Spiritual cleanser claims another victim

OKEECHOBEE — Yet another victim of a woman claiming to be a ‘spiritual cleanser’ has come forward. If you were a victim of this con, don’t be embarrassed or remain silent.

Deputy Justin DeLuca, of the Okeechobee County Sheriff’s Office (OCSO), detailed in his May 17 report how a Sebring couple lost $3,000 in March to the shill.

The woman reportedly didn’t report the con until now because she was hoping to see the woman who claimed to be a spiritual cleanser. The scam was being conducted from a small space at the Trading Post Flea Market, 3100 U.S. 441 S.

This 22-year-old woman and her husband, 34, are by no means the first victims of this con game. At least two others have come forward and filed complaints with the local sheriff’s office.

Even more victims have come forward in DeSoto County where a detective with the DeSoto County Sheriff’s Office (DCSO) can account for losses of over $50,000.

In this most recent case in Okeechobee the woman and her husband gave the cleanser, thought to be named Rosa, $3,000 in cash. They wanted Rosa to ‘cleanse’ the money so it would bring them good luck.

Rosa took the money and told the Sebring couple they could pick it up the next day after it had been cleansed. When the couple returned, Rosa was gone.

“She (the victim) said several people told her the lady had not been there in several weeks, and that the lady was taking people’s money,” stated Deputy DeLuca.

This was not Deputy DeLuca’s first dealing with victims of the spiritual cleanser.

A man took his daughter to visit Rosa and he paid her $450 at that first visit on March 12. He and his daughter returned two days later and the man paid the woman $4,000 in cash. On March 17, the man took his daughter to see Rosa a third time. This time, he paid her $2,000.

In all, the father paid Rosa $6,450.

According to the deputy’s report, the man and Rosa had an agreement by which Rosa would return $6,000 after that final session. When he returned to the flea market to get his money, Rosa was nowhere to be found.

In another incident, a man was having marital problems and he sought out Rosa for help.

After entering her small shop at the open air market place, the man paid Rosa $300 in cash. He then laid his wallet on a small table next to him. Then, while Rosa was saying some prayers, $2,000 in cash was taken from his wallet.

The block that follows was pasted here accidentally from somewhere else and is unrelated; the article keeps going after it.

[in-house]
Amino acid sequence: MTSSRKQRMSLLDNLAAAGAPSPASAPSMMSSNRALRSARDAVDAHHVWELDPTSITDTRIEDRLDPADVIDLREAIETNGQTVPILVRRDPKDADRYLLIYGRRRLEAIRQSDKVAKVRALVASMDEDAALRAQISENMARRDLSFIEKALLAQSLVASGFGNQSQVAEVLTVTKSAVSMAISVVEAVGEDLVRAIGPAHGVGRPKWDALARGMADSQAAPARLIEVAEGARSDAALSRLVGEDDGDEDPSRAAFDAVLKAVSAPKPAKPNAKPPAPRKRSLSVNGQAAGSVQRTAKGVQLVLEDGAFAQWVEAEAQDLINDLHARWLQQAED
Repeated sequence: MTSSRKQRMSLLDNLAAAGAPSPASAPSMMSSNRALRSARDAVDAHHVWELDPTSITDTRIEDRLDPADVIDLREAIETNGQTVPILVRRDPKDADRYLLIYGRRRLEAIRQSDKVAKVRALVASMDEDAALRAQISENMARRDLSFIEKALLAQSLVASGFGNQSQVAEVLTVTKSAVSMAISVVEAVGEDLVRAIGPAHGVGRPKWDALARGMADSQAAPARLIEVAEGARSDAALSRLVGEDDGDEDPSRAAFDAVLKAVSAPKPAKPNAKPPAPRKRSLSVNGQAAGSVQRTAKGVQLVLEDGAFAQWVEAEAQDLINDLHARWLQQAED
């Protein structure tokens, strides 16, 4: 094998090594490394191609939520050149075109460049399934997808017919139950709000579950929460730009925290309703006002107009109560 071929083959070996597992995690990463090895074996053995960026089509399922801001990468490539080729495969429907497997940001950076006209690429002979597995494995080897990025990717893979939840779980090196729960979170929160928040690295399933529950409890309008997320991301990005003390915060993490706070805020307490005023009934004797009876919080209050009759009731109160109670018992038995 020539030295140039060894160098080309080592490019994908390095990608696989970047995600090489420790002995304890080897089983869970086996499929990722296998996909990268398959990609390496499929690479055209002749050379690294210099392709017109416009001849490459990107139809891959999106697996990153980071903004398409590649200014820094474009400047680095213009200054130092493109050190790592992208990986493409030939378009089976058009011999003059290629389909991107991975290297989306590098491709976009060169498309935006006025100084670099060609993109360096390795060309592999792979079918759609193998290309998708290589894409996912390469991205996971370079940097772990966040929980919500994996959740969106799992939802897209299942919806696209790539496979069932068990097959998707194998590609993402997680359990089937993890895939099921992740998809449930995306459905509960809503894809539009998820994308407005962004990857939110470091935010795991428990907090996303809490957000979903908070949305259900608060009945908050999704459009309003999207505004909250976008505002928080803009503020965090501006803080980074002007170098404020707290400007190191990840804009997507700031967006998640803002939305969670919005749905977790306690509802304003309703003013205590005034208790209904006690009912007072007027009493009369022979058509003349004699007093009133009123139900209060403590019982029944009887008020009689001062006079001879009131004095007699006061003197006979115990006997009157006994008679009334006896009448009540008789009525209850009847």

To date, all of the victims in both Okeechobee and Arcadia have been Hispanics.

DCSO Detective Jeremiah Quigley said all of his victims paid a $270 ‘service fee’ up front. He explained that all of the victims called in by phone to make an appointment and talked to a woman named Maria. When the victims arrived for their cleansing, they met with a woman named Angelica.

Instead of a flea market, Detective Quigley said the scammer set up business in a storefront in downtown Arcadia. The name of their business was Botanica Mi Pueblo.

“They were in Arcadia the first week of January, and left right before Easter,” said Detective Quigley. “They packed up and left in the middle of the night.”

In Deputy DeLuca’s report dealing with his initial case, he was given one of Rosa’s business cards. On that card was the phone number 239-357-0203.

“I called the number and got a recording for Botanica Mi Pueblo,” stated Deputy DeLuca, who added that no one answered his call.

The OCSO deputy went on to point out that he was given a driver’s license number for the man who rented the space at the flea market. But when he ran a check on that number, the state had no record of the number.

As for his case, Detective Quigley fears he will find victims in Arcadia who have lost up to $100,000 or maybe even more.

OCSO Detective Marty D. Faulkner is handling the local investigation. He said he found where the con artists paid a local Spanish-speaking radio station $1,000 a week in cash for advertising over a period of five weeks.

When they were last seen, Detective Faulkner said they were driving a silver or gray van. That van, he continued, is thought to be a Nissan.

“It appears to be a mother-daughter operation, with possibly a son-in-law involved,” Detective Faulkner offered. “The alarming part is the substantial amount of money they (the victims) are willing to pay to take care of their problems.

“If people need help or counseling, they probably shouldn’t go to a flea market,” he added.

Detective Faulkner went on to say this is an ongoing investigation, and if you were a victim of this con don’t be embarrassed or remain silent. You are asked to contact him at 863-763-3117.

Eric Kopp is a staff writer for the Okeechobee News

You are encouraged to leave relevant comments but engaging in personal attacks, threats, online bullying or commercial spam will not be allowed. All comments should remain within the bounds of fair play and civility. (You can disagree with others courteously, without being disagreeable.) Feel free to express yourself but keep an open mind toward finding value in what others say. To report abuse or spam, click the X in the upper right corner of the comment box.

Facebook Comment